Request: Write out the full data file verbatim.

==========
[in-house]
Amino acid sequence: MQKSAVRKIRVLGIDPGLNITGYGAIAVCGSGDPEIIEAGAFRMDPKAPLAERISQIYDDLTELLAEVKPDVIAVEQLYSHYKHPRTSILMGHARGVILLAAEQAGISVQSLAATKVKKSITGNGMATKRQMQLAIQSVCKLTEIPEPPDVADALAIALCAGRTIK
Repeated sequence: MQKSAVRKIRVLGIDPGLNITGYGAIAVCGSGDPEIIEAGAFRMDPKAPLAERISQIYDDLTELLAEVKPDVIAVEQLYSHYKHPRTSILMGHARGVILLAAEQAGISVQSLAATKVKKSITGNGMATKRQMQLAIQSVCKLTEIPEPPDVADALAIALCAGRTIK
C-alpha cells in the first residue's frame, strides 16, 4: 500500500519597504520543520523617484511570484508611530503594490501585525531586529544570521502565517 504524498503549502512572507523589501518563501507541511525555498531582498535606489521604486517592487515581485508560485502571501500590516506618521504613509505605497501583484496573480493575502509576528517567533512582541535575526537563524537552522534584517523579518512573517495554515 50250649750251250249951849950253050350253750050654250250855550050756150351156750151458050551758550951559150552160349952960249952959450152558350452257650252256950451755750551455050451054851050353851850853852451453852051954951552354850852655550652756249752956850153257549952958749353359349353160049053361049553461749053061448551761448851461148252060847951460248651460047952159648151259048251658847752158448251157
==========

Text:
[in-house]
Amino acid sequence: MQKSAVRKIRVLGIDPGLNITGYGAIAVCGSGDPEIIEAGAFRMDPKAPLAERISQIYDDLTELLAEVKPDVIAVEQLYSHYKHPRTSILMGHARGVILLAAEQAGISVQSLAATKVKKSITGNGMATKRQMQLAIQSVCKLTEIPEPPDVADALAIALCAGRTIK
Repeated sequence: MQKSAVRKIRVLGIDPGLNITGYGAIAVCGSGDPEIIEAGAFRMDPKAPLAERISQIYDDLTELLAEVKPDVIAVEQLYSHYKHPRTSILMGHARGVILLAAEQAGISVQSLAATKVKKSITGNGMATKRQMQLAIQSVCKLTEIPEPPDVADALAIALCAGRTIK
C-alpha cells in the first residue's frame, strides 16, 4: 500500500519597504520543520523617484511570484508611530503594490501585525531586529544570521502565517 504524498503549502512572507523589501518563501507541511525555498531582498535606489521604486517592487515581485508560485502571501500590516506618521504613509505605497501583484496573480493575502509576528517567533512582541535575526537563524537552522534584517523579518512573517495554515 50250649750251250249951849950253050350253750050654250250855550050756150351156750151458050551758550951559150552160349952960249952959450152558350452257650252256950451755750551455050451054851050353851850853852451453852051954951552354850852655550652756249752956850153257549952958749353359349353160049053361049553461749053061448551761448851461148252060847951460248651460047952159648151259048251658847752158448251157